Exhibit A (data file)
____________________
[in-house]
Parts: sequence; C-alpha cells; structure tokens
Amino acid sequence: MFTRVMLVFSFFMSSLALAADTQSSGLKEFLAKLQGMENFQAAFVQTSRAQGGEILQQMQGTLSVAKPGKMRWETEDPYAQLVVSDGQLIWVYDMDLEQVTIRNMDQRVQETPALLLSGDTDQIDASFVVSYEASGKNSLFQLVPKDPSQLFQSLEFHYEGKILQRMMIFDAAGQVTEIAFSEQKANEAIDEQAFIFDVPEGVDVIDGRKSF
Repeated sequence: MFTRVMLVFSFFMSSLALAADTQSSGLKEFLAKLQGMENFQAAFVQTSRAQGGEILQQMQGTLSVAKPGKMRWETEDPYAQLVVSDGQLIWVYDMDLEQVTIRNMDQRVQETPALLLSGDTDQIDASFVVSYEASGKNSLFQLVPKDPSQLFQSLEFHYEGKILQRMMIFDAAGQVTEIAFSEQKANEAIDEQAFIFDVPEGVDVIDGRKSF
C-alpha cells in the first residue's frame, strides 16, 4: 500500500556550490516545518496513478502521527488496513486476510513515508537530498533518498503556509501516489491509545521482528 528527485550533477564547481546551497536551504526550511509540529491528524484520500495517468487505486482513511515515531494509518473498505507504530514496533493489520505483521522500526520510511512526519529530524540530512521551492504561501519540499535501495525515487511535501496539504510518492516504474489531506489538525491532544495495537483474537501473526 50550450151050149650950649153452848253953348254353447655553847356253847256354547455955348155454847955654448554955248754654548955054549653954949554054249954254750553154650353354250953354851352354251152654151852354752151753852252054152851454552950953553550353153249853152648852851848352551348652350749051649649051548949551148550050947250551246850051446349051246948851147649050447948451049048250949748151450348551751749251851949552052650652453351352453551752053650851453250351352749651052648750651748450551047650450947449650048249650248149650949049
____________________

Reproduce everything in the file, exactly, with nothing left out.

[in-house]
Parts: sequence; C-alpha cells; structure tokens
Amino acid sequence: MFTRVMLVFSFFMSSLALAADTQSSGLKEFLAKLQGMENFQAAFVQTSRAQGGEILQQMQGTLSVAKPGKMRWETEDPYAQLVVSDGQLIWVYDMDLEQVTIRNMDQRVQETPALLLSGDTDQIDASFVVSYEASGKNSLFQLVPKDPSQLFQSLEFHYEGKILQRMMIFDAAGQVTEIAFSEQKANEAIDEQAFIFDVPEGVDVIDGRKSF
Repeated sequence: MFTRVMLVFSFFMSSLALAADTQSSGLKEFLAKLQGMENFQAAFVQTSRAQGGEILQQMQGTLSVAKPGKMRWETEDPYAQLVVSDGQLIWVYDMDLEQVTIRNMDQRVQETPALLLSGDTDQIDASFVVSYEASGKNSLFQLVPKDPSQLFQSLEFHYEGKILQRMMIFDAAGQVTEIAFSEQKANEAIDEQAFIFDVPEGVDVIDGRKSF
C-alpha cells in the first residue's frame, strides 16, 4: 500500500556550490516545518496513478502521527488496513486476510513515508537530498533518498503556509501516489491509545521482528 528527485550533477564547481546551497536551504526550511509540529491528524484520500495517468487505486482513511515515531494509518473498505507504530514496533493489520505483521522500526520510511512526519529530524540530512521551492504561501519540499535501495525515487511535501496539504510518492516504474489531506489538525491532544495495537483474537501473526 50550450151050149650950649153452848253953348254353447655553847356253847256354547455955348155454847955654448554955248754654548955054549653954949554054249954254750553154650353354250953354851352354251152654151852354752151753852252054152851454552950953553550353153249853152648852851848352551348652350749051649649051548949551148550050947250551246850051446349051246948851147649050447948451049048250949748151450348551751749251851949552052650652453351352453551752053650851453250351352749651052648750651748450551047650450947449650048249650248149650949049